I also was surprised that it didn’t connect better with other administration initiatives, particularly the OMB guidance on Streamlining Delivery and Improving Customer Service Executive Order which required – among other things – designation of a customer service lead at each agency and a customer service task force. The connection to digital government seems obvious, but the Strategy didn’t even mention including the customer service lead on the agency strategy teams. Also, I’d love to see all OMB documents be models for plain writing – this one isn’t (I’m sure the folks with PLAIN and the Center for Plain Language would be happy to help).
Still, the Strategy is a clear step forward for cross-government coordination and improvement; and that’s a very good thing. And the people working on it are among the most passionate and creative in the federal government. I know they'll work hard to make right things happen.
The biggest positive in the Strategy, in my view, is the emphasis on having an effective governance structure. That has been a huge problem in web management from the very beginning, and I have written about it many times. So I was really looking forward to seeing OMB’s guidance on digital governance. They didn’t disappoint.
Guidance was issued last week, and it’s both thoughtful and thorough. Kudos to OMB and the Digital Services advisory group! It even touched on that gap between other administration initiatives by suggesting that the open government, plain language, and customer service officials be part of the agency governance teams. It gives clear step-by-step directions, without being overly prescriptive. Well done! If agencies follow this guidance, I think government communications will improve vastly. At least those that involve digital interfaces.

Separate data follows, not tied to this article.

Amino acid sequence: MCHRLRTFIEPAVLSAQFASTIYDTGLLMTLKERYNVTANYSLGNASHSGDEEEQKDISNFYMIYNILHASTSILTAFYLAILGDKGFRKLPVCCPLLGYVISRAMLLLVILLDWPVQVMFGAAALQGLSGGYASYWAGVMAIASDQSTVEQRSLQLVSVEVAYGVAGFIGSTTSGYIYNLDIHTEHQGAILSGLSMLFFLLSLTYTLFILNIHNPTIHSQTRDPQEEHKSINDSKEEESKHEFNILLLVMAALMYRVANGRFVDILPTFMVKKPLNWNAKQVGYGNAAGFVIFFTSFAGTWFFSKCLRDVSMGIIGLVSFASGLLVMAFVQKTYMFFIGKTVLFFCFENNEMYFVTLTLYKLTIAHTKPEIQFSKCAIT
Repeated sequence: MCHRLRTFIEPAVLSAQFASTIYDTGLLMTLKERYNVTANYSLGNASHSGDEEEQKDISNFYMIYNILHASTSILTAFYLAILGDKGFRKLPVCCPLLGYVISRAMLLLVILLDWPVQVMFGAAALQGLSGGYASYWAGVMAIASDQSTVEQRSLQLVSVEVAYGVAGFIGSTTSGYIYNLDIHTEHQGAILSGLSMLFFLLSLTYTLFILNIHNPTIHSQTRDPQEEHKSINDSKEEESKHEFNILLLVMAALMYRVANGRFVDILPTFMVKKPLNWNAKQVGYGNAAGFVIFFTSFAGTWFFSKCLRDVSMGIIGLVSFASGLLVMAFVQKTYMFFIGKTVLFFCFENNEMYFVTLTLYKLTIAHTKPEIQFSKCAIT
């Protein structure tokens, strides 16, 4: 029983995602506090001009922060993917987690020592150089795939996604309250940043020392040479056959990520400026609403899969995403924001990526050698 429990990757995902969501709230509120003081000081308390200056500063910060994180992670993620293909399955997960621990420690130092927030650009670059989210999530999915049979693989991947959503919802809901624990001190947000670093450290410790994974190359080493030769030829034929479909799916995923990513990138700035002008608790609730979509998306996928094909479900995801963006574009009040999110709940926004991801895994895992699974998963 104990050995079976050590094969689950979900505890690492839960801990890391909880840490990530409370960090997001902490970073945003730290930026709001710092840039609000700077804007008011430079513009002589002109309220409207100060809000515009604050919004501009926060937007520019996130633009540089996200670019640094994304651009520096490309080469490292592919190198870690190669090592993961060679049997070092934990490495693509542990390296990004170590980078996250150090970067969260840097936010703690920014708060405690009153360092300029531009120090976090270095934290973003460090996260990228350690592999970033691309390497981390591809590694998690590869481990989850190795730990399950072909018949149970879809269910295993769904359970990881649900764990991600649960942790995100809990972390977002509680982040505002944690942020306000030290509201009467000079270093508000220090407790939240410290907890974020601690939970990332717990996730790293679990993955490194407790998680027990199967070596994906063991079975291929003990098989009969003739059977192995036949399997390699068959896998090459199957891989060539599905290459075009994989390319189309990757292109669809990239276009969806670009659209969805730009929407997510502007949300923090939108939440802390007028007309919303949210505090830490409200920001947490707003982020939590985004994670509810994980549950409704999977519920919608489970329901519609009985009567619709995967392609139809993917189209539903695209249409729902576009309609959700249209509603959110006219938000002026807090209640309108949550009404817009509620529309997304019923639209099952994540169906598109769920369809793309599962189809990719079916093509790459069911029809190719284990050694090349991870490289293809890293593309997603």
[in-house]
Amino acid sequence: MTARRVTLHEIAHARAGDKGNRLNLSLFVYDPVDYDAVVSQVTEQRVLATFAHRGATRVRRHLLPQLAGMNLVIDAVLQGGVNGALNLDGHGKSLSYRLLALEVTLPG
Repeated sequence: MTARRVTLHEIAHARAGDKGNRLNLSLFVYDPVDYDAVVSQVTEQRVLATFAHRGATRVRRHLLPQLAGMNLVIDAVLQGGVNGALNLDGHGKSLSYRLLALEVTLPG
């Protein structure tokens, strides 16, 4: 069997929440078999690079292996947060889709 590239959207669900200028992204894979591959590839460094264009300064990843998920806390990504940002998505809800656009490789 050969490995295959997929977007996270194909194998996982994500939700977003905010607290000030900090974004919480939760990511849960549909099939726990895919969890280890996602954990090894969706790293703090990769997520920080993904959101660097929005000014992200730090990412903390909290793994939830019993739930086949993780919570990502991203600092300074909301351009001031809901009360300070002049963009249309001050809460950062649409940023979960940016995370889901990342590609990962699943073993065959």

But I wonder: why stop there? Since you’re going through the process anyway, why not be more visionary, more bold? Why not use this as an opportunity to exceed OMB’s expectations and create a governance structure that will ensure great communications – and better customer service – through all delivery channels, not just digital?
It’s not much of a stretch. Digital government already includes websites, social media, mobile apps, and open data. Plug in publications, telephones, correspondence, and personal contacts through walk-in traffic and meetings/professional conferences and you’ll have the whole shebang. The processes may be different, but the goals are the same. A single governance structure will let you ensure consistency through all delivery channels. As important, the people who manage those delivery channels bring to the table more information about your customers – who they are, what they want, how they ask for it; and we all know that the number one ingredient for great customer service is knowing and understanding your customers.